One of our ongoing projects here at Feed Me…I’m Hungry is our ‘World Food Tour’ where we take time to find out more about culture and food from around the world by exploring recipes, cookbooks, memoirs and more. Right now we’re enjoying the fine food of France.
I’ve been bitten by the spring bug. In Colorado you never know if the weather is going to stick, but at least for now it’s been sunny, warmer, sping-ish. And the it’s given me an itch to organize things. My kids got up early this morning and I used the extra awake time to clean out the freezers. (I have a chest freezer in addition to the one on top of my fridge. Old school fridge, I know.) The need to get the freezers organized had been nagging me, always just there in the back of mind. (Yeah I’m weird like that. I think about my freezers entirely too much.) I’ve been frustrated because I didn’t really remember what I have in there. I don’t know if I need to buy more meat when I go grocery shopping, or have a tupperware of leftovers of some favorite dish tucked in the back that I could pull out and use up…. But until this morning I just couldn’t get myself motivated to get the task done and figure it out.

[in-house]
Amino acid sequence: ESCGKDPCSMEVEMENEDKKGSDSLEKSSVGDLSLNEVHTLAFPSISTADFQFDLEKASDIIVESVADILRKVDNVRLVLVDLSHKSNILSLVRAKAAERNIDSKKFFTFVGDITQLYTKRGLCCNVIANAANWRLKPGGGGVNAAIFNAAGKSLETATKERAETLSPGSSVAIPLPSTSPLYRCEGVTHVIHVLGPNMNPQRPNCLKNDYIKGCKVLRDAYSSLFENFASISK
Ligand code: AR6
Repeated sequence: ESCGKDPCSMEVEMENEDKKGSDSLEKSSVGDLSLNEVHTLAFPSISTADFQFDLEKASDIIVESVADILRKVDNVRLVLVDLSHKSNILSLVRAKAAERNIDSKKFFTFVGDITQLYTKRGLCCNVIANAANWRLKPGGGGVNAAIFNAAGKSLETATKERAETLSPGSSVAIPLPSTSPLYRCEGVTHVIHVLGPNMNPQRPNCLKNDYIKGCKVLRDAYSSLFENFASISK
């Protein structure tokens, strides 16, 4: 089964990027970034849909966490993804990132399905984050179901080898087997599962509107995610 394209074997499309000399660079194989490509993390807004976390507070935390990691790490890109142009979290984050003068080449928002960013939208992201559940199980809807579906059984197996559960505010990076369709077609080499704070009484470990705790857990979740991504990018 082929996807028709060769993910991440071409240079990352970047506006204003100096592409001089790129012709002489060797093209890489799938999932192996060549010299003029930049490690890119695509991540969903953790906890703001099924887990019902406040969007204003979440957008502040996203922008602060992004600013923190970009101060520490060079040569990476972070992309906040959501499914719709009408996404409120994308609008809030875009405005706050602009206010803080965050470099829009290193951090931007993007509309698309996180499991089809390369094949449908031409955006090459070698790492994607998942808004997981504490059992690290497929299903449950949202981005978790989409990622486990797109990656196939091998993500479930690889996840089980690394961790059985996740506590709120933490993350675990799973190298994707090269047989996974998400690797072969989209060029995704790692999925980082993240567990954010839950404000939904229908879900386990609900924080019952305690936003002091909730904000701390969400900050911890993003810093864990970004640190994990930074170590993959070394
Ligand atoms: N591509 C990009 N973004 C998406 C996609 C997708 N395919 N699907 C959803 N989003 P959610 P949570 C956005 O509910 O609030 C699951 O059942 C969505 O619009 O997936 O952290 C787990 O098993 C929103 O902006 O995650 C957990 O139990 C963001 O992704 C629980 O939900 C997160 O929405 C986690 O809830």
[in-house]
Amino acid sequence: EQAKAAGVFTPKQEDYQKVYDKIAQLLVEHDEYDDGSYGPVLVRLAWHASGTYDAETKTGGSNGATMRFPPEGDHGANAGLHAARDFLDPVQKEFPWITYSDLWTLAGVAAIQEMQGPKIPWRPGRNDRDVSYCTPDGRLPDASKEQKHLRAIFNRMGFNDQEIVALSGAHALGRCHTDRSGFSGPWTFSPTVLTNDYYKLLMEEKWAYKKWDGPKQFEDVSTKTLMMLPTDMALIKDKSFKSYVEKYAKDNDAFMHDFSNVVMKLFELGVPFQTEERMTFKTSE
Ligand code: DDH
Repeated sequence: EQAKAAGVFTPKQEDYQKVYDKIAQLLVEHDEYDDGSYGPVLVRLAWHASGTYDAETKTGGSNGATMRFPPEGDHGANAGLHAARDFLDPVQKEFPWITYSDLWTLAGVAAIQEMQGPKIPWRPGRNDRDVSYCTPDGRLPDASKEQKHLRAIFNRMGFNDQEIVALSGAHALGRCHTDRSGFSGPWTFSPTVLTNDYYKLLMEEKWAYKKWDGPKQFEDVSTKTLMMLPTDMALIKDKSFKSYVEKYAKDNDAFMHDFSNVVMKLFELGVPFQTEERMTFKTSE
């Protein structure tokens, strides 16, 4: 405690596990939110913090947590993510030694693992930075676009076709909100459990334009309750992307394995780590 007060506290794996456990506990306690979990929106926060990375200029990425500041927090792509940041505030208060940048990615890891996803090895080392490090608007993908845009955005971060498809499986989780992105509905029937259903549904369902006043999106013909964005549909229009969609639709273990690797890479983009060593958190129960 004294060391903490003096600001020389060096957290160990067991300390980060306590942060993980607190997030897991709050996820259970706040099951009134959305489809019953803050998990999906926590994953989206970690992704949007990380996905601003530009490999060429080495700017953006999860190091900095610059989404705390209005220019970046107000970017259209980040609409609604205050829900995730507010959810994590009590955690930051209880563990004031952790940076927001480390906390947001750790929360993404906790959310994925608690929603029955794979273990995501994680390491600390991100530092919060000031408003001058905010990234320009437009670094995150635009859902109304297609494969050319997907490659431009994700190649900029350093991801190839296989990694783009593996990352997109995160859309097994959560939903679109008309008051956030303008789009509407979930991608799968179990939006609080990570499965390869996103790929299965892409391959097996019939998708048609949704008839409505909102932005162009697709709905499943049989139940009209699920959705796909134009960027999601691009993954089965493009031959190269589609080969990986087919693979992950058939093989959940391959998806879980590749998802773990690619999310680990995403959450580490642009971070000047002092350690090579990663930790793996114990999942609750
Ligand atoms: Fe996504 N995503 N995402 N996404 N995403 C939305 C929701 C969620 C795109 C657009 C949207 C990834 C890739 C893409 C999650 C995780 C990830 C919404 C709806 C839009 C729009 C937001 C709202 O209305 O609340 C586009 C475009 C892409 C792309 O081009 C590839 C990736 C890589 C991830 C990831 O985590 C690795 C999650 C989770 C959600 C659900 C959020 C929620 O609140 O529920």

But my freezers are now spick and span! I do in fact need to buy some more meat. And I do not have favorite leftovers hidden in the back.
Actually I had a freezer epiphany. I do not, in fact, freeze favorite leftovers. There never are leftovers of favorite dishes. We eat them all. What I do freeze is weird stuff. Experiments that didn’t come out quite right, mistakes where and the lid of the spice jar popped off while seasoning and the entire jar of turmeric ended up in the pot… You get the idea. I freeze things we don’t want to eat, but I feel guilty getting rid of, because I hate wasting food.